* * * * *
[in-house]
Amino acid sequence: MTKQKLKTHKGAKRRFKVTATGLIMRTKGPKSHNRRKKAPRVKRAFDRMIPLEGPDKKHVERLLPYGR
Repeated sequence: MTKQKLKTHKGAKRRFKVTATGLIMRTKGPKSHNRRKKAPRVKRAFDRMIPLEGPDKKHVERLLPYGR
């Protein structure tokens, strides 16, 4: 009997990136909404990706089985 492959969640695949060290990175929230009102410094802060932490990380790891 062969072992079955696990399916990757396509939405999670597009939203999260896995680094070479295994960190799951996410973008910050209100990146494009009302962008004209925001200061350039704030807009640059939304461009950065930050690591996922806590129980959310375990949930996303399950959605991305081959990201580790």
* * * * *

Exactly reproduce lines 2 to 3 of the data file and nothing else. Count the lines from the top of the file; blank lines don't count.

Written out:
Amino acid sequence: MTKQKLKTHKGAKRRFKVTATGLIMRTKGPKSHNRRKKAPRVKRAFDRMIPLEGPDKKHVERLLPYGR
Repeated sequence: MTKQKLKTHKGAKRRFKVTATGLIMRTKGPKSHNRRKKAPRVKRAFDRMIPLEGPDKKHVERLLPYGR